Otaku USA Magazine
[Review] Live-Action Lychee Light Club Not Light On Gore

The film version of Lychee Light Club opens as a group of men in dark blue uniforms chase a helpless woman through the streets, shouting in German and firing at her with guns.

But this isn’t a World War II film: as it turns out, the uniformed German-speaking men are in fact Japanese middle school boys, members of a militaristic brotherhood called the Light Club that is anything but.

The Light Club, which started out innocently enough, has mutated under the influence of its new leader, the twisted Zera (Yuki Furukawa), who forces the group to abide by a series of high-minded rules about the beauty of chess, youth and fascism.

This is a bit of a farce: these are, after all, middle school boys, and what they really want is to meet girls. To that end they’ve built a hulking robot powered by lychees (the robot is named Lychee – real original, guys) to hunt down young women and bring them back to the club’s secret hideout. Lychee succeeds with aplomb, snatching up the beautiful Kanon (Ayami Nakajo). But as is so often the case, adding a girl to the mix creates new tensions, threatening to destroy the club.

Lychee Light Club, released this weekend in Japan, is the live-action adaptation of the manga of the same name by Usamaru Furuya, which itself adapted a stage play. The film is directed by Eisuke Naito, whose debut feature Let’s Make the Teacher Have a Miscarriage, another dark tale of middle school angst, sexuality and violence, made him the perfect director to helm Lychee. Otaku USA’s Joseph Luster described the original manga as “unflinchingly graphic,” and the film version doesn’t pull any punches either, splattering every conceivable bodily fluid across the screen before it wraps.

I was a big fan of so-called splatter films when I was younger, but the older I get, the harder I find it to watch humans doing violence to each other (call it empathy, something young boys don’t often have a lot of). But that doesn’t mean I think violence shouldn’t be portrayed in films – while it’s often used for pure exploitation, it can also be used to reveal things about humanity and society.

Lychee Light Club’s middle school boys seem to use violence as a substitute for sex, channeling their frustrated energy into acts of violence against the women who reject them – but also to their own bodies. One particularly gruesome scene involves lackey Niko pulls out his own eye with a spork while howling out his love for Zera. Even the sexual relationship between two of the boys is tingled with violence.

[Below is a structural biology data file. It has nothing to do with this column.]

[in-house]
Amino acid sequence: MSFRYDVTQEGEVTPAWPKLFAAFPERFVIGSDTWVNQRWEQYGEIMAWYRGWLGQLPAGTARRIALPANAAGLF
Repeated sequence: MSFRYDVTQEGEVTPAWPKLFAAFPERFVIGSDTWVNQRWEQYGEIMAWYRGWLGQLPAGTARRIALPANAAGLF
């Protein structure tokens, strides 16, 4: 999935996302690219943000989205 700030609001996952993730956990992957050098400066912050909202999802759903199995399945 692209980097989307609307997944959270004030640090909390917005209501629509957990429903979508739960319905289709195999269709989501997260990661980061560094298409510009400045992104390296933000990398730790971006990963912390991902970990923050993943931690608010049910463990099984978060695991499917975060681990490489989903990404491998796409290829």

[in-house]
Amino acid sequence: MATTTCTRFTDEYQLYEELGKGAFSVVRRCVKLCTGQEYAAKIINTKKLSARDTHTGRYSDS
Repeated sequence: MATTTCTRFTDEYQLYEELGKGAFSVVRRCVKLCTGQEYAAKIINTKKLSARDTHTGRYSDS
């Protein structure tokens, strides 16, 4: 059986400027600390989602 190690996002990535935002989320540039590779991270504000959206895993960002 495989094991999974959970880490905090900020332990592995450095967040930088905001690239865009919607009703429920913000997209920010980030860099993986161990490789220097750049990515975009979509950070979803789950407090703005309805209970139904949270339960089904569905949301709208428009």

The aforementioned empathy (or lack thereof) of teenage boys also plays a huge part in the film. While most of the members take to slaughtering their victims without a second thought, the character who eventually emerges with the most humanity is none other than robot Lychee, who forms an emotional relationship with captor Kanon. It may be a take on the age-old robot-becomes-a-real-boy story, but it provides a bit of light in an otherwise very dark film.

Sexual frustration, peer pressure, idealism, hate of grownups, self-doubt: Lychee Light Club takes everything you experienced in middle school and turns the grime up to 11.

As an adaptation, Lychee Light Club does fairly well – that is to say, it doesn’t feel, like some manga or anime-turned-live-action films do, like the actors are glorified cosplayers. That’s likely because the manga itself was based on a stage play. But ironically, this hurts Lychee as a film, because most of the movie takes place on a single set, and the actors play their roles with that oversized version of acting better suited to the stage than to cinema.

I’m not sure I liked Lychee Light Club – that seems like the wrong word for such a dark, grotesque film – but certainly succeeds in being a stomach-turning exploration of the male middle school experience, and that’s something.

And I’m not sure I’ll ever eat another lychee again.

Matt Schley is Otaku USA’s man in Japan and e-News editor. Send him a tweet.

Matt Schley

Matt Schley (rhymes with "guy") lives in Tokyo, and has been OUSA's "man in Japan" since 2012. He's also written about anime and Japanese film for the Japan Times, Screen Daily and more.